My mother used to tell me stories about the pet bird she had as a child. A beautiful cockatoo brought home one day by her father. The bird's exotic poise looked out of place in their dull city apartment. They named it Phineas Q and put his cramped cage by the window. On days when snow white as his feathers danced delicately down past the glass to the ground, Phineas would say “Shut the door, it’s freezing out!” and crow with glee when my grandmother tried to shush his rambunctious jabbering. It delighted my mother and her siblings to have such a unique pet that they never wanted to let him out of that cold metal cage.
But on days when the air was warm enough to leave the window open and blue jays and cardinals dipped and glided effortlessly through the sapphire sky like colorful kites, Phineas Q would weep. He would mimic the sobs and whimpers that he overheard from the neighborhood when a child scraped their knee riding a bike or a lonely housewife would talk loudly on the phone, but the pain was all his own. His mournful crows voiced his anguish for being locked away all alone in the shadows instead of spreading his dazzling silvery feathers under the golden sun with other birds like him.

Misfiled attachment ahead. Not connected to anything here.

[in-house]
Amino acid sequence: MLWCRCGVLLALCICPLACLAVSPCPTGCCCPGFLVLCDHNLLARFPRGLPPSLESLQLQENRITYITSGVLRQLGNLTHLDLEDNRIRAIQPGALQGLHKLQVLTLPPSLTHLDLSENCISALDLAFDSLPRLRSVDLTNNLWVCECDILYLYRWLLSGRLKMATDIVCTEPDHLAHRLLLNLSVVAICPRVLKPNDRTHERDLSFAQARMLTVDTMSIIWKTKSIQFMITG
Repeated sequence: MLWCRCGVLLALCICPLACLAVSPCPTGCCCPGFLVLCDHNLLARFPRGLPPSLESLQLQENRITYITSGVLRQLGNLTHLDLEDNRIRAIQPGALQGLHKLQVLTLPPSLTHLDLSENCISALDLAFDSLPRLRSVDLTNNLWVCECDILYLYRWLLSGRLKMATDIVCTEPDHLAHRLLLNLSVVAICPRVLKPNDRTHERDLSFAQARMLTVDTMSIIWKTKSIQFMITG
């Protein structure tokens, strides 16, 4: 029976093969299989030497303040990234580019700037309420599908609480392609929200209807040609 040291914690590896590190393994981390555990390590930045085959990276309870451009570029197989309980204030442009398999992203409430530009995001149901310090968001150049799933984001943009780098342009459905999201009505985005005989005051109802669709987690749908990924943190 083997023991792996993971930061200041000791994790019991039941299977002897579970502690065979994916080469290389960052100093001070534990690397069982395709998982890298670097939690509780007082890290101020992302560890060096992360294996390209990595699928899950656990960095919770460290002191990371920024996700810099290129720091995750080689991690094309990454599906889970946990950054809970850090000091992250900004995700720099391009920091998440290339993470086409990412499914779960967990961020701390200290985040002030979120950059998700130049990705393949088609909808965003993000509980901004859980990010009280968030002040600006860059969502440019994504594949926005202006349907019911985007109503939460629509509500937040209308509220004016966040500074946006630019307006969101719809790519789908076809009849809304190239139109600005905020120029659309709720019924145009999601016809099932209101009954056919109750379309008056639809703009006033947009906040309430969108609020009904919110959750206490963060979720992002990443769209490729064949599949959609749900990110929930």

Sometimes I think about Poor Phineas Q and my heart breaks for him. I wish he could have felt the cool wind underneath his wings, to know what freedom feels like. He had the birdcage weighing him down like having weights shackled to his ankles. I have these shackles too in some ways. This town feels like a birdcage, trapping me in when I know that here is not where I belong. Responsibilities, labels, expectations, these all drag me down, not letting me be who i truly want to be, myself. But my mind are my wings, and Phineas had hope that his wings would take him somewhere far, far away, so I have hope that my mind will do the same. Just like me, Phineas craved adventure and power and opportunities to explore and most of all, freedom.